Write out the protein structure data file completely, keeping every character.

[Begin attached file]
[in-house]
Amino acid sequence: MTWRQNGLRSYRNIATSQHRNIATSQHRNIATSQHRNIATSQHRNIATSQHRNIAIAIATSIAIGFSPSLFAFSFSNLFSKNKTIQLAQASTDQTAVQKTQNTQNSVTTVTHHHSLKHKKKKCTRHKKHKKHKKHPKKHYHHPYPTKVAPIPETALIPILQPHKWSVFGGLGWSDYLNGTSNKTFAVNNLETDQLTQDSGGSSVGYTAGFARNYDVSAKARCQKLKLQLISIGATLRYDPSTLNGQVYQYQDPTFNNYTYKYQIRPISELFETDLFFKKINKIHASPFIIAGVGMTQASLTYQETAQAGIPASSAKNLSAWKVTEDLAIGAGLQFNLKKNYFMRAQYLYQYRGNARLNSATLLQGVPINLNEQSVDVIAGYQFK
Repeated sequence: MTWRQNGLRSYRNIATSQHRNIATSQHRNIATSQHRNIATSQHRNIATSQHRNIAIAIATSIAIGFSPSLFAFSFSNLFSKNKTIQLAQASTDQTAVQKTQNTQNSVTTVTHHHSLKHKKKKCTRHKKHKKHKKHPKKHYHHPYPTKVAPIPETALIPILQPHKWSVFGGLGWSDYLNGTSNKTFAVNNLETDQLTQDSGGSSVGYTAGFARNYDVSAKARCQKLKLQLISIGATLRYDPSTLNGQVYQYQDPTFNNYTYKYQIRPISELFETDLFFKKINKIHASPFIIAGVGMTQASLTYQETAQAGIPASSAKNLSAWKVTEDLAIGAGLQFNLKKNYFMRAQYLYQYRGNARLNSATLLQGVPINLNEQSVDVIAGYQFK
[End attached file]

[in-house]
Amino acid sequence: MTWRQNGLRSYRNIATSQHRNIATSQHRNIATSQHRNIATSQHRNIATSQHRNIAIAIATSIAIGFSPSLFAFSFSNLFSKNKTIQLAQASTDQTAVQKTQNTQNSVTTVTHHHSLKHKKKKCTRHKKHKKHKKHPKKHYHHPYPTKVAPIPETALIPILQPHKWSVFGGLGWSDYLNGTSNKTFAVNNLETDQLTQDSGGSSVGYTAGFARNYDVSAKARCQKLKLQLISIGATLRYDPSTLNGQVYQYQDPTFNNYTYKYQIRPISELFETDLFFKKINKIHASPFIIAGVGMTQASLTYQETAQAGIPASSAKNLSAWKVTEDLAIGAGLQFNLKKNYFMRAQYLYQYRGNARLNSATLLQGVPINLNEQSVDVIAGYQFK
Repeated sequence: MTWRQNGLRSYRNIATSQHRNIATSQHRNIATSQHRNIATSQHRNIATSQHRNIAIAIATSIAIGFSPSLFAFSFSNLFSKNKTIQLAQASTDQTAVQKTQNTQNSVTTVTHHHSLKHKKKKCTRHKKHKKHKKHPKKHYHHPYPTKVAPIPETALIPILQPHKWSVFGGLGWSDYLNGTSNKTFAVNNLETDQLTQDSGGSSVGYTAGFARNYDVSAKARCQKLKLQLISIGATLRYDPSTLNGQVYQYQDPTFNNYTYKYQIRPISELFETDLFFKKINKIHASPFIIAGVGMTQASLTYQETAQAGIPASSAKNLSAWKVTEDLAIGAGLQFNLKKNYFMRAQYLYQYRGNARLNSATLLQGVPINLNEQSVDVIAGYQFK